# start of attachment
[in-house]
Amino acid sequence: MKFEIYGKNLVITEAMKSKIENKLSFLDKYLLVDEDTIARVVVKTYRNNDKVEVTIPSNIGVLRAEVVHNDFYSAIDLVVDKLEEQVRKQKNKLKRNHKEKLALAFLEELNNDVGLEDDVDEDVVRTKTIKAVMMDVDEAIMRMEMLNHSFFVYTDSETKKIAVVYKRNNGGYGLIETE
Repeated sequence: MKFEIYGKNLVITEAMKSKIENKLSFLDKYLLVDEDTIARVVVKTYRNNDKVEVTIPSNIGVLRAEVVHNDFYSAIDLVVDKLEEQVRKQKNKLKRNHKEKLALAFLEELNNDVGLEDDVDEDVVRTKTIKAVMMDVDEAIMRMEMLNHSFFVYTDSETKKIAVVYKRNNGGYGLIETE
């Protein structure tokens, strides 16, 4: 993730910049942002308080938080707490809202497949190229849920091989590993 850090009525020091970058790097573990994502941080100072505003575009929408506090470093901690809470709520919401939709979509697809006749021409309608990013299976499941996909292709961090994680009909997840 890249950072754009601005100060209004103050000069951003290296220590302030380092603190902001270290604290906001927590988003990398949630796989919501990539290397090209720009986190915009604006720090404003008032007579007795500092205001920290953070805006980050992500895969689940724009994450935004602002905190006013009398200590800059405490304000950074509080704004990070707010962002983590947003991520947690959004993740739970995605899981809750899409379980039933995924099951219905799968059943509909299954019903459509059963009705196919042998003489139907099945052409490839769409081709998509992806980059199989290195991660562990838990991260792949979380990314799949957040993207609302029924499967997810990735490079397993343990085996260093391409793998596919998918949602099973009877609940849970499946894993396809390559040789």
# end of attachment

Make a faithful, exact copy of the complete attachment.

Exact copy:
[in-house]
Amino acid sequence: MKFEIYGKNLVITEAMKSKIENKLSFLDKYLLVDEDTIARVVVKTYRNNDKVEVTIPSNIGVLRAEVVHNDFYSAIDLVVDKLEEQVRKQKNKLKRNHKEKLALAFLEELNNDVGLEDDVDEDVVRTKTIKAVMMDVDEAIMRMEMLNHSFFVYTDSETKKIAVVYKRNNGGYGLIETE
Repeated sequence: MKFEIYGKNLVITEAMKSKIENKLSFLDKYLLVDEDTIARVVVKTYRNNDKVEVTIPSNIGVLRAEVVHNDFYSAIDLVVDKLEEQVRKQKNKLKRNHKEKLALAFLEELNNDVGLEDDVDEDVVRTKTIKAVMMDVDEAIMRMEMLNHSFFVYTDSETKKIAVVYKRNNGGYGLIETE
């Protein structure tokens, strides 16, 4: 993730910049942002308080938080707490809202497949190229849920091989590993 850090009525020091970058790097573990994502941080100072505003575009929408506090470093901690809470709520919401939709979509697809006749021409309608990013299976499941996909292709961090994680009909997840 890249950072754009601005100060209004103050000069951003290296220590302030380092603190902001270290604290906001927590988003990398949630796989919501990539290397090209720009986190915009604006720090404003008032007579007795500092205001920290953070805006980050992500895969689940724009994450935004602002905190006013009398200590800059405490304000950074509080704004990070707010962002983590947003991520947690959004993740739970995605899981809750899409379980039933995924099951219905799968059943509909299954019903459509059963009705196919042998003489139907099945052409490839769409081709998509992806980059199989290195991660562990838990991260792949979380990314799949957040993207609302029924499967997810990735490079397993343990085996260093391409793998596919998918949602099973009877609940849970499946894993396809390559040789």